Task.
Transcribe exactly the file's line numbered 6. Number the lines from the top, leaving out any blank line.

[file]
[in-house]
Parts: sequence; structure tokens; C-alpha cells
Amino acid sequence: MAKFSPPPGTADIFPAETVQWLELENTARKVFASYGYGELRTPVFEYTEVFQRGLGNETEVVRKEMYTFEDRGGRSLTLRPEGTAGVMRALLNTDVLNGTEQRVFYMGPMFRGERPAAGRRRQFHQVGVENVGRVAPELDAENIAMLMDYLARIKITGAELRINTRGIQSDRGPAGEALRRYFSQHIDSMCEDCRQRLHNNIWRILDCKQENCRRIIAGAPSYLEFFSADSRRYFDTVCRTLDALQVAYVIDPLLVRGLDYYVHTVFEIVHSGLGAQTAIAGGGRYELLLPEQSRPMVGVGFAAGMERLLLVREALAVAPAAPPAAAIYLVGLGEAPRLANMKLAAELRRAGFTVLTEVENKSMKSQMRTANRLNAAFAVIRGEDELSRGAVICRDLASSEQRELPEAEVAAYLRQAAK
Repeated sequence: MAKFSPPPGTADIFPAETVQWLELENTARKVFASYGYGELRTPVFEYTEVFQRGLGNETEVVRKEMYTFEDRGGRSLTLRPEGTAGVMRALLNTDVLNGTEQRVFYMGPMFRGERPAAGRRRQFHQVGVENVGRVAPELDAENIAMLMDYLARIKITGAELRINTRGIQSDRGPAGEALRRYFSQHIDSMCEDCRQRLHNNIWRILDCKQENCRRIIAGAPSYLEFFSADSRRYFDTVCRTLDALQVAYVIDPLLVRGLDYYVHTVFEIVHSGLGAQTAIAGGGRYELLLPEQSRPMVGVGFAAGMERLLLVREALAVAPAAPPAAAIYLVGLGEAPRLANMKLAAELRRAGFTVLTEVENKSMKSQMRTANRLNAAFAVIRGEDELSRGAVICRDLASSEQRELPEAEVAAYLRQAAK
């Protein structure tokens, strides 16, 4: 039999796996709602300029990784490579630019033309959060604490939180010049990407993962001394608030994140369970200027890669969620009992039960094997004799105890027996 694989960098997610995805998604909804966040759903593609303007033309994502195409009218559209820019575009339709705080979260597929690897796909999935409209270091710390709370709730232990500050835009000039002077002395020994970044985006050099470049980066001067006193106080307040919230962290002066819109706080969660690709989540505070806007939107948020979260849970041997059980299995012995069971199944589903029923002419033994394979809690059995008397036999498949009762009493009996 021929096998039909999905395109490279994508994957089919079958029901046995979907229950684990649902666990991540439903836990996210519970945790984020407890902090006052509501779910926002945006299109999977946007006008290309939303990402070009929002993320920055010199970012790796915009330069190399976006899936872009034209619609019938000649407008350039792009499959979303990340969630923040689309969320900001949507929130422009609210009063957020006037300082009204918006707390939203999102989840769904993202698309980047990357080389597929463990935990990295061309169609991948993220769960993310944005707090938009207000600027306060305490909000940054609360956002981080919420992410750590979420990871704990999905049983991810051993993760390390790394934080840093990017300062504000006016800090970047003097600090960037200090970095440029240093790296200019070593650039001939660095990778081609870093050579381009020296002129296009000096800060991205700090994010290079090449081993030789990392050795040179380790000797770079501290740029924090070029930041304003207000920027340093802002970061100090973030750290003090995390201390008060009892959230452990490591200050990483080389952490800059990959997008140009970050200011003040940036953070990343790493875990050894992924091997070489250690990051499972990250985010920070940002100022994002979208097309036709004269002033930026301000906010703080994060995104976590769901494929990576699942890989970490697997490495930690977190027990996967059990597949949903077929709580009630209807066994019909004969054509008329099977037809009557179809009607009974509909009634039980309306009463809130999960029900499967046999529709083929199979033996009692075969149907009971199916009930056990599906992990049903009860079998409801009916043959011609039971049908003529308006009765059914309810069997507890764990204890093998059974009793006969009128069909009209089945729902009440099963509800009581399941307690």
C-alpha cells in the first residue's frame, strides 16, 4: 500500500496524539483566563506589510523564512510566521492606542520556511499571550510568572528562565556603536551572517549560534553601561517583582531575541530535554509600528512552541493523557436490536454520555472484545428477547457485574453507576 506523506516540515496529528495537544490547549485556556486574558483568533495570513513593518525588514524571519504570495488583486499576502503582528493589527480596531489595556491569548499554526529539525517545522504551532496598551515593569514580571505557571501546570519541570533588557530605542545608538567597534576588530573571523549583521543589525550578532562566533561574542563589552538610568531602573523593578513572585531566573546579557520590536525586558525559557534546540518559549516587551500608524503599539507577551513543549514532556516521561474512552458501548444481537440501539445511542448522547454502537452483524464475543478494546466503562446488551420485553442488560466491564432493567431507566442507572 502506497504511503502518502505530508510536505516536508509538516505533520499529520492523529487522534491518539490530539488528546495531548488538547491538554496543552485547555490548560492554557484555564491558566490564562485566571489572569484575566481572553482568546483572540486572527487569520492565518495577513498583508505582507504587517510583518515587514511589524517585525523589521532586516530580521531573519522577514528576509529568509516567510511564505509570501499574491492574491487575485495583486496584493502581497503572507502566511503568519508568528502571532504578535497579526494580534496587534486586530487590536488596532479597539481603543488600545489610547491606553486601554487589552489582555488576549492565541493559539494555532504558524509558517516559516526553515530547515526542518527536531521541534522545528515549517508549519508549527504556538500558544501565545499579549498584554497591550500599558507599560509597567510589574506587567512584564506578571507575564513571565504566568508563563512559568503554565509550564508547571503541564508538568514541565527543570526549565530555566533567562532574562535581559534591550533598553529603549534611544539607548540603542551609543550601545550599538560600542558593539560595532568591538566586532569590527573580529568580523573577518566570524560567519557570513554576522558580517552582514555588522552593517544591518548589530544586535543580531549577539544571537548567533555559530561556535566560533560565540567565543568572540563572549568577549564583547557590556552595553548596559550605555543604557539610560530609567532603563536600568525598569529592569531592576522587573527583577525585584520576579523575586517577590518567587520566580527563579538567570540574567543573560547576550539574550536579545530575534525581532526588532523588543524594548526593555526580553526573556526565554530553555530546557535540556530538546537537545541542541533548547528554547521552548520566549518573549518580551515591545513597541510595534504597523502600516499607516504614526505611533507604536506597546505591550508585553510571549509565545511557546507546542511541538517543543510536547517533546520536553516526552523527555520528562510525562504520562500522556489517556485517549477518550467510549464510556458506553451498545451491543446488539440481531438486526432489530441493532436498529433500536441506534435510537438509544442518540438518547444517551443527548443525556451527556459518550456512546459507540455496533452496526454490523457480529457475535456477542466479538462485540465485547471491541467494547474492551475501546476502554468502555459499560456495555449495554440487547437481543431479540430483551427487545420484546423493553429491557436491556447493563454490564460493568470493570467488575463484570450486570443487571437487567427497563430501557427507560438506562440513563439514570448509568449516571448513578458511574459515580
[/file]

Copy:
C-alpha cells in the first residue's frame, strides 16, 4: 500500500496524539483566563506589510523564512510566521492606542520556511499571550510568572528562565556603536551572517549560534553601561517583582531575541530535554509600528512552541493523557436490536454520555472484545428477547457485574453507576 506523506516540515496529528495537544490547549485556556486574558483568533495570513513593518525588514524571519504570495488583486499576502503582528493589527480596531489595556491569548499554526529539525517545522504551532496598551515593569514580571505557571501546570519541570533588557530605542545608538567597534576588530573571523549583521543589525550578532562566533561574542563589552538610568531602573523593578513572585531566573546579557520590536525586558525559557534546540518559549516587551500608524503599539507577551513543549514532556516521561474512552458501548444481537440501539445511542448522547454502537452483524464475543478494546466503562446488551420485553442488560466491564432493567431507566442507572 502506497504511503502518502505530508510536505516536508509538516505533520499529520492523529487522534491518539490530539488528546495531548488538547491538554496543552485547555490548560492554557484555564491558566490564562485566571489572569484575566481572553482568546483572540486572527487569520492565518495577513498583508505582507504587517510583518515587514511589524517585525523589521532586516530580521531573519522577514528576509529568509516567510511564505509570501499574491492574491487575485495583486496584493502581497503572507502566511503568519508568528502571532504578535497579526494580534496587534486586530487590536488596532479597539481603543488600545489610547491606553486601554487589552489582555488576549492565541493559539494555532504558524509558517516559516526553515530547515526542518527536531521541534522545528515549517508549519508549527504556538500558544501565545499579549498584554497591550500599558507599560509597567510589574506587567512584564506578571507575564513571565504566568508563563512559568503554565509550564508547571503541564508538568514541565527543570526549565530555566533567562532574562535581559534591550533598553529603549534611544539607548540603542551609543550601545550599538560600542558593539560595532568591538566586532569590527573580529568580523573577518566570524560567519557570513554576522558580517552582514555588522552593517544591518548589530544586535543580531549577539544571537548567533555559530561556535566560533560565540567565543568572540563572549568577549564583547557590556552595553548596559550605555543604557539610560530609567532603563536600568525598569529592569531592576522587573527583577525585584520576579523575586517577590518567587520566580527563579538567570540574567543573560547576550539574550536579545530575534525581532526588532523588543524594548526593555526580553526573556526565554530553555530546557535540556530538546537537545541542541533548547528554547521552548520566549518573549518580551515591545513597541510595534504597523502600516499607516504614526505611533507604536506597546505591550508585553510571549509565545511557546507546542511541538517543543510536547517533546520536553516526552523527555520528562510525562504520562500522556489517556485517549477518550467510549464510556458506553451498545451491543446488539440481531438486526432489530441493532436498529433500536441506534435510537438509544442518540438518547444517551443527548443525556451527556459518550456512546459507540455496533452496526454490523457480529457475535456477542466479538462485540465485547471491541467494547474492551475501546476502554468502555459499560456495555449495554440487547437481543431479540430483551427487545420484546423493553429491557436491556447493563454490564460493568470493570467488575463484570450486570443487571437487567427497563430501557427507560438506562440513563439514570448509568449516571448513578458511574459515580